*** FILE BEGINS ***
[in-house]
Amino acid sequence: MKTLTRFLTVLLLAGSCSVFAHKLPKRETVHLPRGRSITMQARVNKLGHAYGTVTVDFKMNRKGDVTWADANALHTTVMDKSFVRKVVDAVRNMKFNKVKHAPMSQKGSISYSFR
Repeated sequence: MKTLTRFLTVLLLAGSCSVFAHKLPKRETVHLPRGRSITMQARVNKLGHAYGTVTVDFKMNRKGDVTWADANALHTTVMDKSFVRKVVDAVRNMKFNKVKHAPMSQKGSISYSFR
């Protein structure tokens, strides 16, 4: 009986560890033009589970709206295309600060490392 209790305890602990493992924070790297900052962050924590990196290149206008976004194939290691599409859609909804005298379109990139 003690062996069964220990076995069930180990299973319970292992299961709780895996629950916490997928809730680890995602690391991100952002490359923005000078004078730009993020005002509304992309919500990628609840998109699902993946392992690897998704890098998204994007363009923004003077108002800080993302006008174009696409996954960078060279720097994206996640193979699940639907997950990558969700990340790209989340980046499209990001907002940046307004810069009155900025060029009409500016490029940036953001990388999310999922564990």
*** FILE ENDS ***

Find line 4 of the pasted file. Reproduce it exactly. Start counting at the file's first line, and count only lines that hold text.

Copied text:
């Protein structure tokens, strides 16, 4: 009986560890033009589970709206295309600060490392 209790305890602990493992924070790297900052962050924590990196290149206008976004194939290691599409859609909804005298379109990139 003690062996069964220990076995069930180990299973319970292992299961709780895996629950916490997928809730680890995602690391991100952002490359923005000078004078730009993020005002509304992309919500990628609840998109699902993946392992690897998704890098998204994007363009923004003077108002800080993302006008174009696409996954960078060279720097994206996640193979699940639907997950990558969700990340790209989340980046499209990001907002940046307004810069009155900025060029009409500016490029940036953001990388999310999922564990």